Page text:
By Naturenomics Team
Fri, 09/16/2016 - 09:26

A painful discussion took place on television recently about how elephants are abused in captivity in India. We saw close-ups of cruel owners burning the soles of elephants’ feet, beating them, tying them up in chains, and allowing their wounds to fester, or even worse, applying inadequate medication roughly to their injured eyes.

A few days ago, we witnessed a bizarre social media spectacle of two medical students in Chennai filming themselves throwing a small stray dog off the roof of a house. Miraculously, the dog survived, was rescued, and is now known as Bhadra

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By Archiver
Sat, 10/13/2018 - 08:43

Almost 90 elephant carcasses have been found during a survey in northern Botswana, revealing "unprecedented" levels of poaching in the country, the conservation group carrying out the study has said.

Just nine carcasses were discovered in total during the last audit of the region in 2014, and Elephants Without Borders is expecting this year's number to rise further because the organization is only halfway through the study, which began on July 5 and is largely funded by Botswana's Department of Wildlife and National Parks.

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By Naturenomics Team
Fri, 09/16/2016 - 09:36

Amateur videos showing elephants being abused by handlers during one of Sri Lanka’s biggest Buddhist festivals have recently emerged. This type of abuse is not new: our Observer, a veterinarian in Sri Lanka, says that elephant owners and authorities turn a blind eye to this type of behaviour for both financial and political reasons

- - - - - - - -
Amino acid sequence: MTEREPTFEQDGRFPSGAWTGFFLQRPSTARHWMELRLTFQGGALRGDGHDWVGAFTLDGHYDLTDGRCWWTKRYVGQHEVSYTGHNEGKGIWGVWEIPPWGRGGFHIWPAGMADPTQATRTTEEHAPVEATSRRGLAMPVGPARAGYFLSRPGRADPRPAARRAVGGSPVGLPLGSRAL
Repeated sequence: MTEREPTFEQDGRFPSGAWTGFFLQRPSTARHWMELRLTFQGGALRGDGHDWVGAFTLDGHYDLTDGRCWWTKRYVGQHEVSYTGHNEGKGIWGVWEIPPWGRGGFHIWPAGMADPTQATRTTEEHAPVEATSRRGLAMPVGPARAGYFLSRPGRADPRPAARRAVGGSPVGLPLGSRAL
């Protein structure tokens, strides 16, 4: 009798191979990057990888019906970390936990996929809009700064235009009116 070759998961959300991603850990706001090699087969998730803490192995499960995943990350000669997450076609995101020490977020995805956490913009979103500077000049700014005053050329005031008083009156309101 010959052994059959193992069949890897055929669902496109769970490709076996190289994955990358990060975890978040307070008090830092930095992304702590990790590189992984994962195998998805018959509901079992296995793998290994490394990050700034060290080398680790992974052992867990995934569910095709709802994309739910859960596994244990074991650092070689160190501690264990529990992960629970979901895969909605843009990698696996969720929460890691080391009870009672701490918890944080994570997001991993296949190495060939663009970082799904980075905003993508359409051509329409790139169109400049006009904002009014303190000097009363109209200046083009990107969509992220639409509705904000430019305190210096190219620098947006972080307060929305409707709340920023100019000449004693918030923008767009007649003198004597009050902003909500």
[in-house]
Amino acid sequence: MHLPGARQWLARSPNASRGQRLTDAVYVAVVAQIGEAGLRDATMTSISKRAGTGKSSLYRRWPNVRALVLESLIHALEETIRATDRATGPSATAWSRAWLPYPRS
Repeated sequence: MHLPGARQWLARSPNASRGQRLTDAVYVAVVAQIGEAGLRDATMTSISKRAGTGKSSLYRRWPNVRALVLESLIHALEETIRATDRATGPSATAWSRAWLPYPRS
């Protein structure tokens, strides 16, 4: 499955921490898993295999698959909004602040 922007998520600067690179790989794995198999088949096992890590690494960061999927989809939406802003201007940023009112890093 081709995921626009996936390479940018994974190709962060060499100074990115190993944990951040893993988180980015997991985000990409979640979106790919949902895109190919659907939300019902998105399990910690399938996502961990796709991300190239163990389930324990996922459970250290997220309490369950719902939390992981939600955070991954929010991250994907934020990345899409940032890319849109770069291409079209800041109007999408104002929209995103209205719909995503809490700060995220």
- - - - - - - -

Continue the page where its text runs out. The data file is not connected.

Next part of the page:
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By Archiver
Sat, 10/13/2018 - 11:08

The war against wildlife crimes in Kenya is far from over, despite punitive laws in place.

The third series of court monitoring report is dubbed Eyes in the Courtroom.

It was carried out in 121 courts between January 1, 2016 and December 31, 2017 to examine how well the Wildlife Act is being enforced.

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By Naturenomics Team
Fri, 09/16/2016 - 09:48

Fearing prosecution under animal rights laws, forest officials in West Bengal are trying to train wild elephants to work for the Forest Department, so that trained elephants 'past retirement age' can be given some well-deserved rest.

"We are giving training to elephants aged less than 8 years. The process to catch wild elephant(s) will start soon. Generally in this regard, we use those elephants who have come out from their group," the Additional Chief Forester (Wild Animals) of West Bengal told Ei Samay

 

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